Fruit trees are always an excellent choice for your property, but a crabapple tree is a perfect addition to any garden or section of your yard. Even though you’ve probably never eaten a crabapple, they’re tasty and great for cooking. Furthermore, the trees can add a gorgeous pop of color to your landscaping, making them the perfect choice for an accent tree. With that in mind, knowing where to plant it is essential. Discover whether you should plant a crabapple tree near an apple tree.

Reasons To Plant a Crabapple Tree

There are countless reasons to plant a fruit tree in your yard, but a crabapple tree provides so many benefits for you and the local wildlife. Aside from being beautiful, they’re also a versatile asset to the landscaping on your property.

When looking for fruit trees for their backyard garden, most people might consider peaches, apples, or blueberries, but crabapples are less common. Follow along to learn about a few of the various reasons to plant a crabapple tree.

They Attract Pollinators

During the springtime, crabapple trees start blooming, and these flowers attract the necessary pollinators that keep the ecosystem running. Crabapple trees help save the bees by providing them with a convenient source of nectar. Furthermore, attracting pollinators to your garden could help boost the production of your other fruit and vegetable crops.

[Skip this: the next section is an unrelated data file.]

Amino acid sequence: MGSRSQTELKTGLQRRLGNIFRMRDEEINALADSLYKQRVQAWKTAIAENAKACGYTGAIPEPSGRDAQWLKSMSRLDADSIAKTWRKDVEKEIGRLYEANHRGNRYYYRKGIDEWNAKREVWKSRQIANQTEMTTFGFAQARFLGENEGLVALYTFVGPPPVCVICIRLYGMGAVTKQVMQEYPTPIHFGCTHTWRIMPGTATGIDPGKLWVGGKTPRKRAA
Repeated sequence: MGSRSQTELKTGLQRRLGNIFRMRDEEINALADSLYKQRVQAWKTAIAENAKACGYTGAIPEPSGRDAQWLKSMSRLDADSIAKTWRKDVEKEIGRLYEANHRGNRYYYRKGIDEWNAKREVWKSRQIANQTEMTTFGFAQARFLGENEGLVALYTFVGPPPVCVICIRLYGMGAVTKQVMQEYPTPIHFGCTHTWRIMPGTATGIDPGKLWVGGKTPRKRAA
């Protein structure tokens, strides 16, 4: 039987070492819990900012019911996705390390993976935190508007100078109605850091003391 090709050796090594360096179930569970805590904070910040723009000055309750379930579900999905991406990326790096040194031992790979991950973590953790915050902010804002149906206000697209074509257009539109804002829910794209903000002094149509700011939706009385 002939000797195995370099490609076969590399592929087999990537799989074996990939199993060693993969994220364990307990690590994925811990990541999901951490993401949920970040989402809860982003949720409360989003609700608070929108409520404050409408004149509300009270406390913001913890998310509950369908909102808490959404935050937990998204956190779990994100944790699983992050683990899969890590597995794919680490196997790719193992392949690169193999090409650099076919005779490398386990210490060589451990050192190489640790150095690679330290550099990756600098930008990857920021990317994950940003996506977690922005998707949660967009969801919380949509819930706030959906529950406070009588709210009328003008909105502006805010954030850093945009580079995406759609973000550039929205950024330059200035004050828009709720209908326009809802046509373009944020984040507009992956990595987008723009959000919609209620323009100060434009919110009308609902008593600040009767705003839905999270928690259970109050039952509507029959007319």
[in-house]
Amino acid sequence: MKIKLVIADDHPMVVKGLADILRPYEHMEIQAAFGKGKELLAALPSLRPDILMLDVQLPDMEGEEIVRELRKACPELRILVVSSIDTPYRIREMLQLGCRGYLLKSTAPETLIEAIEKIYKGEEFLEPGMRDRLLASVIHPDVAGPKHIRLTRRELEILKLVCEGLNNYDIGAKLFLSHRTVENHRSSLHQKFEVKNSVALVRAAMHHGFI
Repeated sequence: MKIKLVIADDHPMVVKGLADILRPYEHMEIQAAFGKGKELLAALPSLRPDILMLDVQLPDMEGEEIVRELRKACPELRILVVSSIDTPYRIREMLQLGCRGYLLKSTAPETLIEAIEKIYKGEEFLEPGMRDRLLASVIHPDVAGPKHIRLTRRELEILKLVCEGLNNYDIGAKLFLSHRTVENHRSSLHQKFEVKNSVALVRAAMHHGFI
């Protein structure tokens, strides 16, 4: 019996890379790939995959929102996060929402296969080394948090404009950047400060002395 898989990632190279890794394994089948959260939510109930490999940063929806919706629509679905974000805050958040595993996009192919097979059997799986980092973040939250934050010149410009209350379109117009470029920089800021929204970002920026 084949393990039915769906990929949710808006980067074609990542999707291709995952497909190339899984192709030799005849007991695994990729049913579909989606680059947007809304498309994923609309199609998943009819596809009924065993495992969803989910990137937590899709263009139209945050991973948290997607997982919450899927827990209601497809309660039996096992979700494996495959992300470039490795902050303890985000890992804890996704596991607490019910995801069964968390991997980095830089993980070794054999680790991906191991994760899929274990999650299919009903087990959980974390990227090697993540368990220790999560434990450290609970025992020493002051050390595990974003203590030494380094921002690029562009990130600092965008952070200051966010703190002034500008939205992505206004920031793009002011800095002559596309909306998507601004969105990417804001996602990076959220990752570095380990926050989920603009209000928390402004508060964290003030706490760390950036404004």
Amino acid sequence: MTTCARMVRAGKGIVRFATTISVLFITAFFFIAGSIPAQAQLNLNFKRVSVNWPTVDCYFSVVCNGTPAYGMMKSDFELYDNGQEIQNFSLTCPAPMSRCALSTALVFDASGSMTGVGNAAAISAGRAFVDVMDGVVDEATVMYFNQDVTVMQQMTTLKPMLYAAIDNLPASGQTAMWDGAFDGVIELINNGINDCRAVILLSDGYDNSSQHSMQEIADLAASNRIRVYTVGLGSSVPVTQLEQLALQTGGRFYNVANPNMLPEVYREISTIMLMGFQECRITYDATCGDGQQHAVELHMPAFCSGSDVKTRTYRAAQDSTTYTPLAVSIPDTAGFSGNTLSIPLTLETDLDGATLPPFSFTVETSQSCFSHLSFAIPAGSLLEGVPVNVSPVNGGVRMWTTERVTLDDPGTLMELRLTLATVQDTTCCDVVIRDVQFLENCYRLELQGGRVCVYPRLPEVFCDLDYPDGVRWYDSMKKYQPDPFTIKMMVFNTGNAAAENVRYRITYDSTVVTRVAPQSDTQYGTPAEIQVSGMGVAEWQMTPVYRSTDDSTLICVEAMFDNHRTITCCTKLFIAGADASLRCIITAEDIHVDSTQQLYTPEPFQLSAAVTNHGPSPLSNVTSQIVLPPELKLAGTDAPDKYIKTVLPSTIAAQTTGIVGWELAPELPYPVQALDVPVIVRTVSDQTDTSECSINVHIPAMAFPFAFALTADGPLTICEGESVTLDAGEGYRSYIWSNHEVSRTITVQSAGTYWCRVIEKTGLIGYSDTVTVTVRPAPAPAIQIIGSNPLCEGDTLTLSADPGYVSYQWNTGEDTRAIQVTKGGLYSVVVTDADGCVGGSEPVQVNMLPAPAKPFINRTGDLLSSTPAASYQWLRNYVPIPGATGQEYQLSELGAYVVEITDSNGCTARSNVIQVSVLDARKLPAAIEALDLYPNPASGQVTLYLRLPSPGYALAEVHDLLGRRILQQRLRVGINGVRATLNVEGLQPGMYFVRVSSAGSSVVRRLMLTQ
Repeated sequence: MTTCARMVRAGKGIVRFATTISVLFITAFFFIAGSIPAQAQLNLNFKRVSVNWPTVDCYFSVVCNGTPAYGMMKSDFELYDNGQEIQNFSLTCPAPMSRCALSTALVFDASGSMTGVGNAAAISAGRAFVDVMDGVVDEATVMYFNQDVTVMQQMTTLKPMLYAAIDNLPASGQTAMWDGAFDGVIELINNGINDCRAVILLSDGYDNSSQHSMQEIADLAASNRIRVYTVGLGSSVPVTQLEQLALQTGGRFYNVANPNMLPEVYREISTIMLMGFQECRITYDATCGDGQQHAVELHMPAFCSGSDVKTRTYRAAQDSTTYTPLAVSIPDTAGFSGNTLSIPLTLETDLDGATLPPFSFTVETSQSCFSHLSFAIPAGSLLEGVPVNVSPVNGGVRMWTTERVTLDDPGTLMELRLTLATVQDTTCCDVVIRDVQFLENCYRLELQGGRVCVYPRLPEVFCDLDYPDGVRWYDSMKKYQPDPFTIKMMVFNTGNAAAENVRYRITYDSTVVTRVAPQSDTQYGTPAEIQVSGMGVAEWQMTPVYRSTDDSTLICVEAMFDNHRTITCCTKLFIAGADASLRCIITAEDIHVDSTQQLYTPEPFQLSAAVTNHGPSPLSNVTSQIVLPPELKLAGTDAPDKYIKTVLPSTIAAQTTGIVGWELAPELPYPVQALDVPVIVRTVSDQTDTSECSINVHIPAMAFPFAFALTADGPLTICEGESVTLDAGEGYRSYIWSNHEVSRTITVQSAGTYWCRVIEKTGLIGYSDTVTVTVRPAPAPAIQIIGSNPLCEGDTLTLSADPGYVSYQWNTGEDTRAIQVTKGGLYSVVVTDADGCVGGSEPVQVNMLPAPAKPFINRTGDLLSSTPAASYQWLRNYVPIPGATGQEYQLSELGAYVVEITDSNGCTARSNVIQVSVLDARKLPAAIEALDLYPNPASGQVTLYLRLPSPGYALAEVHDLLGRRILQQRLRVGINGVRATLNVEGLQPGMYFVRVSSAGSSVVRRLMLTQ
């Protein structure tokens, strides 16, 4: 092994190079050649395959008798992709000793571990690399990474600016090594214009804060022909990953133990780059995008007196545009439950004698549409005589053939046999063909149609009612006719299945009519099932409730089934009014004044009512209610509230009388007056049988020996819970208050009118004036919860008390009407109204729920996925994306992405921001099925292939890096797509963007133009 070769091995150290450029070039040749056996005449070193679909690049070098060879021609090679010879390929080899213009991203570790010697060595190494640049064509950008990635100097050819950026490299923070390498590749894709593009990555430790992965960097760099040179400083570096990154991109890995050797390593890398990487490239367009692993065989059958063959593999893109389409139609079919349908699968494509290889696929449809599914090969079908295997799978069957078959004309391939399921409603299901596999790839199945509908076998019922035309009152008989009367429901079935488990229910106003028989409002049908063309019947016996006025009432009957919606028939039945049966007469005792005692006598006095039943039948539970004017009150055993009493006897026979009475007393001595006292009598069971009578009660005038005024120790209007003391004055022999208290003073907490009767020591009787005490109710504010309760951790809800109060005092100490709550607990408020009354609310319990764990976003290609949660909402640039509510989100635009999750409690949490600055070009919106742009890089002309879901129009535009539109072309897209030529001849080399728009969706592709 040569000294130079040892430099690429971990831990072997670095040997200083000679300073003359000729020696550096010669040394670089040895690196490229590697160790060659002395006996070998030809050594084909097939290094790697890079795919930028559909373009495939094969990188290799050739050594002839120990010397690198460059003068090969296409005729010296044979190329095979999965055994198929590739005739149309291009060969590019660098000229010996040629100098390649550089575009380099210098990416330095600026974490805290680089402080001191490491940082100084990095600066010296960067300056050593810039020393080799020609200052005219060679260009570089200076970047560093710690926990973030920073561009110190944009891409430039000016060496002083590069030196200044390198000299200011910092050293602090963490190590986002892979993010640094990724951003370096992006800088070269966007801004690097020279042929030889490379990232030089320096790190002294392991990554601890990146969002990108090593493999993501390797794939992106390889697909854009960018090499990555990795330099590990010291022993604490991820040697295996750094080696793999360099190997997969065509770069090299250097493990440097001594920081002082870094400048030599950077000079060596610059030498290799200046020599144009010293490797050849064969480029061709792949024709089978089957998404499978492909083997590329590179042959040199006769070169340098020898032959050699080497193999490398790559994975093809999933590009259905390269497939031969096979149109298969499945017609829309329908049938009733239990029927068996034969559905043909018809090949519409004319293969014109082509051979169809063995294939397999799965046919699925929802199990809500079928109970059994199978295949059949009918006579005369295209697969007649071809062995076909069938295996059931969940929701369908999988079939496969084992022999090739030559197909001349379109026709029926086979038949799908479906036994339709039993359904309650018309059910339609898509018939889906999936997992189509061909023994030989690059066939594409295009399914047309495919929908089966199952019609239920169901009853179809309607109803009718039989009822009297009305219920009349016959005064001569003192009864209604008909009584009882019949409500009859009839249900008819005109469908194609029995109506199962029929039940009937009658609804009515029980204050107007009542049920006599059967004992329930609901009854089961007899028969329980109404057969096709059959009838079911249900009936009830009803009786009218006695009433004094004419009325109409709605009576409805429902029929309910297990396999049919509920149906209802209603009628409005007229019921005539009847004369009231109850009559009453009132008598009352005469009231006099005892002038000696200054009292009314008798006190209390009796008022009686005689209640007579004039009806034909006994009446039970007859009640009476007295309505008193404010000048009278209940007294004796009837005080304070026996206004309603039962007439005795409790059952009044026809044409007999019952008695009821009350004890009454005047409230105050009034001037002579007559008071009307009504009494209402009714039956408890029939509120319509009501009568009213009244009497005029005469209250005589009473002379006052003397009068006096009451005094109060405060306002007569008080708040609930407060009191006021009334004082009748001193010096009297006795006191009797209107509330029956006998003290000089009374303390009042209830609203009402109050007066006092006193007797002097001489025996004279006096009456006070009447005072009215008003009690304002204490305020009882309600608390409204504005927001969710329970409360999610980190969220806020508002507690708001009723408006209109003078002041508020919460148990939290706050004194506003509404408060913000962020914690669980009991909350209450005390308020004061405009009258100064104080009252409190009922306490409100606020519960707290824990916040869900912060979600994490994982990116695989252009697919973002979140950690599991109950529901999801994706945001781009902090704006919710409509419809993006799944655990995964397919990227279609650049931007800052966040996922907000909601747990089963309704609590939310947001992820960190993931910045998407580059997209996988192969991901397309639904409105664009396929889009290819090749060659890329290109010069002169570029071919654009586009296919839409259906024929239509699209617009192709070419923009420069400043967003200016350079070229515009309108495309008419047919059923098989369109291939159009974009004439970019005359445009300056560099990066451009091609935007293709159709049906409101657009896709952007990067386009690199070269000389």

They’re Absolutely Stunning

Their stunning beauty is perhaps the most enticing reason to plant a crabapple tree, but it’s most definitely not the sole one. In fact, crabapple trees produce pink and white blossoms with incredible fragrance in the spring. Once summer hits, the tree changes to bright green foliage with beautiful fruit. In the fall, crabapple trees make yet another change to bright red, yellow, and orange foliage, leaving you with astonishing scenery.

They Produce Plenty of Fruit

Although it may take 3-5 years for your crabapple tree to mature, you should know that they produce a very large crop every year. Interestingly, you may see these fruits hanging on the tree’s branches in clusters; in fact, the tree more closely resembles a berry tree than a traditional apple tree. Because you’ll likely have way too many to use, you can leave the remaining fruits on the tree to feed wildlife such as birds, squirrels, and deer.

They’re Low-Maintenance

While traditional apple trees don’t require much maintenance to begin with, crabapple trees need even less care. Believe it or not, your crabapple tree will most likely thrive with the occasional watering during a drought and pruning of dead sections when necessary. In general, these trees are extremely pest- and disease-resistant, making them the perfect tree for someone who wants to learn how to garden but doesn’t have much experience.

Planting a Crabapple Tree Near an Apple Tree

Although you may think there’s a huge difference between apple trees and crabapple trees, they’re both of the same family. With that in mind, they’re perfect options to co-exist on your property. For instance, they both produce edible fruit, but they require another apple tree nearby for pollination. Because they’re not botanically different, crabapple trees can pollinate apple trees and vice versa.